The clock is ticking on estate planning.
With unpredictable macroeconomic trends in a post-pandemic, post-stimulus world, advisors and clients face new challenges. Rising deficits and potential tax law changes create an immediate need for clients to secure their financial future.
Wealth transfer is no longer a conversation that can be put off until the next annual meeting.
Clients know the economic landscape is ever-changing. For some, that leaves them with planning paralysis. But that’s why it’s more important than ever to have a sense of urgency around financing techniques for estate planning solutions.
Let’s start by addressing clients’ concerns about control and tax savings.
Estate planning is a constant balance between tax savings and control over assets.
In a recent webinar, we highlighted the impact of the political landscape and the impending sunset of a key provision of the Tax Cuts and Jobs Act at the end of 2025.
The 2017 Tax Cuts and Jobs Act doubled the lifetime estate and gift tax exemption. Individuals moved from $5.6 million to $11.18 million. Couples were capped at $22.36 million. Indexed for inflation, the 2023 exemption stands at $12.92 million per person and $25.84 million for a married couple.
With numbers like that, there is a growing perception that the estate tax primarily affects the ultra wealthy, but the current law eliminates that double as of January 1, 2026. It is crucial to recognize that this shift will impact the percentage of estates paying taxes.
Even if clients’ net worth doesn’t exceed the new limits initially, their wealth will continue growing during their lifetime. Now is the time to initiate a discussion. Now is the time to underscore the potential implications of increasing personal wealth combined with rising levels of public debt.
Estate planning is a constant balance between tax savings and control over assets. Many clients, with substantial assets, especially business owners, are reluctant to relinquish control.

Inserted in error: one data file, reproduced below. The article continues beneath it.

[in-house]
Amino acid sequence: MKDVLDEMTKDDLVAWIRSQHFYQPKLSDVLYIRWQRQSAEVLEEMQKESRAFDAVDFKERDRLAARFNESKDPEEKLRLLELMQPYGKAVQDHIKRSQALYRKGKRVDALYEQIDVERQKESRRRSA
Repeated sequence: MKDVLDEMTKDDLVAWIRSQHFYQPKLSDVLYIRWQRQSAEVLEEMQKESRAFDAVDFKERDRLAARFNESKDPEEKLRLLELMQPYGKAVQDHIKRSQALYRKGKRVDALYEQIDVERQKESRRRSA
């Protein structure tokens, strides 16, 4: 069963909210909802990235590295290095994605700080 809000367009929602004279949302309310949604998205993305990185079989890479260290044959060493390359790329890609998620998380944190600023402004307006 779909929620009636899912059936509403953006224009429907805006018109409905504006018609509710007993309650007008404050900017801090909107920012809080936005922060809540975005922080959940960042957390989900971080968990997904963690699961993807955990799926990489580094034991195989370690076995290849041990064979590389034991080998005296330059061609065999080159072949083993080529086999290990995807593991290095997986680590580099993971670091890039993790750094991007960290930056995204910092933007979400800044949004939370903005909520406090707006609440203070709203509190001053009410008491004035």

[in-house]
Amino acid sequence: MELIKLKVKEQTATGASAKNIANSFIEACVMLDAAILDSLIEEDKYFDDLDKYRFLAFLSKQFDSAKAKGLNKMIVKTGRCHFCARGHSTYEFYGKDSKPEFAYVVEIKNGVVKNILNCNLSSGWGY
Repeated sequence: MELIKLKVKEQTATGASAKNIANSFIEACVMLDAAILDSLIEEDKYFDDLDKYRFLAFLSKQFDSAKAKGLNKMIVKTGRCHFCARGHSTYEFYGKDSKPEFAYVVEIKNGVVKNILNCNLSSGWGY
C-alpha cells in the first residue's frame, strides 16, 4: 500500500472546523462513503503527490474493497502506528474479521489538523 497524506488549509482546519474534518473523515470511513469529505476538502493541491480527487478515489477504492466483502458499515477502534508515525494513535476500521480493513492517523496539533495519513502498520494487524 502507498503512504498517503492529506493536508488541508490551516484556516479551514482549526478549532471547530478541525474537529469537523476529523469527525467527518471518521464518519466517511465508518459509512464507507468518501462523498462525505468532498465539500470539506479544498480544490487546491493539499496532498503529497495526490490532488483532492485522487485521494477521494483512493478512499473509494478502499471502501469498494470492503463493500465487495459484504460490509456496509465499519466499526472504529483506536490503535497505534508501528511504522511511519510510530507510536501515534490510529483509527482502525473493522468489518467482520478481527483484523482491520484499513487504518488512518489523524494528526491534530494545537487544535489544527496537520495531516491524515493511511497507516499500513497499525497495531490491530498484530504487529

Strategies that incorporate trust language can offer flexibility while addressing control. Try using a spousal access provision or a Spousal Lifetime Access Trust, also known as SLAT.
Another way to address this issue is through financing techniques. If clients can adjust their plans, it can take concerns off the table.
Some clients may be hesitant to make large irrevocable gifts. Financing can offer alternative techniques to test the waters before committing.
There are two primary client profiles to highlight.
The first prefers a wait-and-see approach. They may be unsure about potential tax changes and macro planning factors. They want flexibility. Try techniques like private financing and wait-and-see split-dollar arrangements. They can adjust or withdraw from their plans if necessary.
The second profile includes clients who need leverage — real estate investors, individuals with appreciated assets or clients with specific gifting limitations. For clients like these, different financing structures can cater to individual needs. Look at solutions such as commercial premium finance or private split dollar. Loans combined with private financing arrangements could be a good technique as well.
Given rising interest rates, clients may express concerns about missed opportunities. They may not think financing remains a viable option. However, it’s crucial to emphasize that financing is not dead, but rather evolving.
It comes down to understanding the client’s asset portfolio — your client’s portfolio will determine the most suitable financing structure.
It’s important to note that interest rates fluctuate cyclically. With long-term planning, strategies can be designed to be interest rate agnostic. You may want to try asset transfers to intentionally defective trusts or lump-sum loans. Wait-and-see split dollar arrangements can also work in a changing interest rate environment.
Estate planning discussions are intricate — but don’t have to be complicated.
Understand client mindsets; look at their asset portfolios and evolving interest rates. Help guide your clients toward effective estate planning strategies that align with their unique circumstances.
By illustrating the impact of evolving tax provisions, you can motivate clients to lock in their goals during an imperative time.
*This material is for financial professional and educational use only. Not to be reproduced or shown to clients.